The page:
A growing number of organisations responsible for aged landfill sites are facing costly environmental emissions legacies, as many suppliers of landfill gas generation services are walking away, citing diminishing gas yields making it uneconomic. According to Stuart Watson of Ylem Energy - one of the UK's pioneers in landfill generation - this does not have to be the case.
As the gas produced at landfill sites diminishes over time, many are left with an oversized generation capacity when compared to the available gas. When this happens, many suppliers and operators are seemingly abandoning their clients by withdrawing their generation plant and services.
This leaves the site's owner with an environmental problem as the decomposing waste will still be producing gas for many years to come - albeit at a reducing volume. When considering that this gas is largely methane, which is around 30-times more harmful to the environment than carbon monoxide, it still poses a serious threat.
Clearly, these sites can continue to collect the gas, but they simply have to neutralise its effects by combusting it in a flare. When generating electricity, not only is the landfill gas utilised and will generally offset other fossil-fuel-generated electricity, but it can of course produce an income from the sale of energy exported to the grid.
Ylem Energy has been generating electricity from landfill for over thirty years and its generation systems having amassed some 20-million hours of operation. They have been able to analyse the data gathered and develop systems and procedures that significantly lower the operational costs, which makes the vast majority of these abandoned sites economically viable.
At Ylem Energy, we have a simple approach that matches generation capacity to the available gas. We have a large fleet of generation units and it's relatively simple for us to swap-out larger units for plant with lower capacities - either new or fully-refurbished by our in-house team of engineers.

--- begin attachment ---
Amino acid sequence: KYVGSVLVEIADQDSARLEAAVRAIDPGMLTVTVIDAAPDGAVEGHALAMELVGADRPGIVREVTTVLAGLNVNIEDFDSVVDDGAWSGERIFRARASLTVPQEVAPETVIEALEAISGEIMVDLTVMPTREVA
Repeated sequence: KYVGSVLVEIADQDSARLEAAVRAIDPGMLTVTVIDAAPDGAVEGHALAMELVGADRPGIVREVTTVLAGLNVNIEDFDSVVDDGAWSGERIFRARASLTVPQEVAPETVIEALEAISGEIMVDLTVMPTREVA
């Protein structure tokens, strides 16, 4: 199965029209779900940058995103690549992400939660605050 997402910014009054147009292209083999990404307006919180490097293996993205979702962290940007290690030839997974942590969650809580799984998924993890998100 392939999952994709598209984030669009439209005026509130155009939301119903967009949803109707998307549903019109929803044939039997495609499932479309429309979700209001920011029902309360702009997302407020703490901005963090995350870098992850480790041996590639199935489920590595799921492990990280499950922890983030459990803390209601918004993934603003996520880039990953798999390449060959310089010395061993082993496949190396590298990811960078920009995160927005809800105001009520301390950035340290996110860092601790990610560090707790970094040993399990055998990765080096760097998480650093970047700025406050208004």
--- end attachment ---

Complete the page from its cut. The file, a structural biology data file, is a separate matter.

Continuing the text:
Over the years, we've developed our very own technologies that help increase the reliability of the generation systems when running on these types of exotic gases. This includes non-OEM advanced spares, control systems, lubrication and general operation and maintenance procedures that result in a lower cost of generation.
This is helping many more sites continue generating power long after other providers would have walked away and this not only manages the harmful gases, but also lowers the cost for the site owners - who are often supported by the public purse.
Many of these sites should also still have Renewable Obligation Certificates (ROCs) available until the scheme ends in 2026 and these will make the financial case even more viable by adding additional revenue to any power exported to the grid.
As a case in point, Ylem Energy has been operating a system at the Chester Road landfill site in Greater Manchester since the early nineties. The site's generation systems have collectively amassed some 250,000 hours of operation, which if applied to an average family car it would have travelled somewhere in the region of 15-million miles. The site currently has a generator rated at 165kWe but is currently operating at around 60kWh (net).
Even in the worst case, a low-gas-yield landfill site should be able to generate sufficient energy to offset the expense of operating and maintaining a flare system and importing power. This will help our clients negate the cost of dealing with their environmental legacies and hopefully generate some additional income for them.
In some cases, there can also be substantial on-site requirements for electricity to operate the plant and equipment needed for a landfill site's aftercare processes and, without on-site generation, the bills can be costly. One such site we're helping via the provision of a smaller rental-based generation system has been able to reduce its electricity import costs by some £100,000 per annum.
Seeking out other ways of making these sites continue to perform, Ylem Energy has, in early 2019, successfully co-located the very first large-scale battery energy storage system to a landfill site on the outskirts of York, which is allowing the landfill generation system to charge a 1MWe battery that is now actively participating in balancing the UK's national electricity grid - helping keep the lights on during times of system stress.